General George S. Patton Jr. said in World War II that wars “may be fought with weapons, but they are won by men.”

He was referring, of course, to leadership and the integrity of soldiers.

But there’s another interesting truth in that quote, something clear from the times of military strategist Sun Tzu.

The infantry, that is, men on the ground, will never be obsolete, because living, breathing soldiers will always be required to ensure the success of any armed conflict.

With that in mind, the question for the U.S. is this: If the White House officially recognizes the terrorist cell ISIS as a wartime enemy, does the U.S. land “boots on the ground” to ensure the destruction of the murderous group? Or will President Obama unwisely delegate the chore of ISIS’s destruction to America’s military technology?

This question has dogged White House officials for weeks as ISIS’s influence continues to grow and more Americans have been exposed to its gruesome tactics.

Now, two beheaded U.S. journalists later, it doesn’t appear that the White House is any closer to figuring out a strategy for dealing with an enemy that has declared war on the American people.

Indeed, based on an interview Thursday between CNN’s Chris Cuomo and Deputy National Security Advisor Tony Blinken, it looks as though administration officials are still uncomfortable with the idea of committing U.S. servicemen to the task of dismantling ISIS.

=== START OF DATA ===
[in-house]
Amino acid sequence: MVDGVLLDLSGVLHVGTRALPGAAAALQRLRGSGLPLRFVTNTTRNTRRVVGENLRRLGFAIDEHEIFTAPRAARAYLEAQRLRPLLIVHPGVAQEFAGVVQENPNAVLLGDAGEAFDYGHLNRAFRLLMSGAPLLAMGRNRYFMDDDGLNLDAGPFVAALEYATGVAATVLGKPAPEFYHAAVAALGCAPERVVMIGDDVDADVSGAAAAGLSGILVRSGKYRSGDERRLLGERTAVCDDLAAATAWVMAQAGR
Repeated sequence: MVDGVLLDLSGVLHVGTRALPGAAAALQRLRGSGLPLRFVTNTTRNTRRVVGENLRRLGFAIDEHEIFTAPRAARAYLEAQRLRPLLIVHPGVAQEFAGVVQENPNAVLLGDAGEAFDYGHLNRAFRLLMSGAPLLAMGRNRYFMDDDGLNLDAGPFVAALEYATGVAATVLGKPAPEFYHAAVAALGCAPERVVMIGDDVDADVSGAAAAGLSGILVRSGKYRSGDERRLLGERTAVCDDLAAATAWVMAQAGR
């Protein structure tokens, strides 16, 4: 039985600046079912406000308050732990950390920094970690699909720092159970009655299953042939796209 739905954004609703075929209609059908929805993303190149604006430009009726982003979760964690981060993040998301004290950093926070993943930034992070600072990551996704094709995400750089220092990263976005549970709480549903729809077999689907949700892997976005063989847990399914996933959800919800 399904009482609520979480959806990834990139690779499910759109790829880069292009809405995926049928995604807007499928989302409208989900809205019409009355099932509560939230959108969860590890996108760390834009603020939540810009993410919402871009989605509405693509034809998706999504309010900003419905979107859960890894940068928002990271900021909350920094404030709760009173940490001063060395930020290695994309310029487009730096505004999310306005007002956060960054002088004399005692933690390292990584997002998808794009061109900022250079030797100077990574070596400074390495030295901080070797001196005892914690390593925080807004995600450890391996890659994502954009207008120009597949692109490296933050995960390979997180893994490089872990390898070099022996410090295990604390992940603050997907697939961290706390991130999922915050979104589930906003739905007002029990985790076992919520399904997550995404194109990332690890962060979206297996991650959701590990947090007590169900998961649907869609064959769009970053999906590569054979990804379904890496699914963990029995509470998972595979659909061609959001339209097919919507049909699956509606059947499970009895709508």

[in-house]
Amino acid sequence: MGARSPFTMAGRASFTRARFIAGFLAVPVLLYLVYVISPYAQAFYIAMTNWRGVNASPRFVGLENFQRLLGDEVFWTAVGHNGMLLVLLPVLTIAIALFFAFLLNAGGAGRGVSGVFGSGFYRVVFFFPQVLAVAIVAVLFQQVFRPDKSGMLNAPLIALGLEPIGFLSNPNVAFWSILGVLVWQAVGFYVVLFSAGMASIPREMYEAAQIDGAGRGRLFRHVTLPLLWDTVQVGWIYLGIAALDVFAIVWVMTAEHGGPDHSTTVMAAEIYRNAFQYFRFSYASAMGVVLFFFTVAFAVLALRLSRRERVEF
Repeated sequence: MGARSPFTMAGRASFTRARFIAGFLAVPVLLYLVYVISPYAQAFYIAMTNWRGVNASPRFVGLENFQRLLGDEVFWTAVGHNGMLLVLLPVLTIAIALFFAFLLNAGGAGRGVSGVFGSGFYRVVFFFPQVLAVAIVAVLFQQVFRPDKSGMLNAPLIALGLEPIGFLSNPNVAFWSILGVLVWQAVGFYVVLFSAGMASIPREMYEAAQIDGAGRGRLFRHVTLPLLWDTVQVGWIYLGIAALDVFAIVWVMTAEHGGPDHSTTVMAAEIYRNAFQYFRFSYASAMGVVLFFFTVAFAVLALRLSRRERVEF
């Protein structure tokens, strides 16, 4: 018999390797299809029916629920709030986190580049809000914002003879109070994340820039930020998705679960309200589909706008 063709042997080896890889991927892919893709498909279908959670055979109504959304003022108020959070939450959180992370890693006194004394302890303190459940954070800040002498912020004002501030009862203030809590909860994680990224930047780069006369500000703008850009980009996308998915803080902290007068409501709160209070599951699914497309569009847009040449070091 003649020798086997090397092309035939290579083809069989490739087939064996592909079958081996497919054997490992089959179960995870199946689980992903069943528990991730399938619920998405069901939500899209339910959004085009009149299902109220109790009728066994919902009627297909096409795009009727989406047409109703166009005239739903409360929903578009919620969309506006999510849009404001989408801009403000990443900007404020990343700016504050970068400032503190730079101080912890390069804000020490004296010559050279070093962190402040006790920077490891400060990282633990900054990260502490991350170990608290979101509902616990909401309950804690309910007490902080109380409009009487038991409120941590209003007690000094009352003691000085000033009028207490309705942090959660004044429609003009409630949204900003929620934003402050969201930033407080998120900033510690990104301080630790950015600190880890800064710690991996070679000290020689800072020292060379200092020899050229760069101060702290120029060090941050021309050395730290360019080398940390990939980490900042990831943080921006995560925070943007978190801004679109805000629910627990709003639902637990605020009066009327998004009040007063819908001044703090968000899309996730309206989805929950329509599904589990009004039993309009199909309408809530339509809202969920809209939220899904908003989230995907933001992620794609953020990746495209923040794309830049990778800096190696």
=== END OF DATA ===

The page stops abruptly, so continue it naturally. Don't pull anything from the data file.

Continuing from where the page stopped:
“Chris, we’re not going to repeat what happened a decade ago,” Blinken told Cuomo. “You don’t need to solve this problem by putting 150,000 Americans on the ground and getting them stuck there for a decade.”

Cuomo responded: “But I didn’t say 150,000. I said any. ... It’s difficult to understand how [U.S. military advisers currently stationed in the area] are there and there’s fighting going on around you and you’re not part of it. If you want to be clear, shouldn’t the clear truth be Americans may well wind up fighting on that ground again? How are you going to beat ISIS if you don’t have the best forces in the world fighting?”

Blinken explained that the U.S. has engaged ISIS with numerous airstrikes while leaving the work on the ground to Kurdish and Iraqi forces.

“We’ve already seen this in action as recently as a few weeks ago in the north of Iraq, where bearing our air power to Iraqis and Kurdish forces on the ground was very effective in pushing ISIL back in those areas,” he said. “But this has to be done in a much more comprehensive way, it requires having an effective Iraqi partner on the ground, it requires building up the moderate Syrian opposition on the Syrian side of the border, and it requires getting other countries in on the deal, But, again, we don’t need to be sending tens of thousands or hundreds of thousands of American troops on the ground. We tried that once before. It didn’t work out so well.”

At the moment, the White House wants to delegate the chore of ISIS' destruction to local forces while offering technological support. And that's it.

This strategy could work, possibly leading to the eventual elimination of ISIS forces. However, based on generations of military strategy that favors manual engagement, it's extremely risky.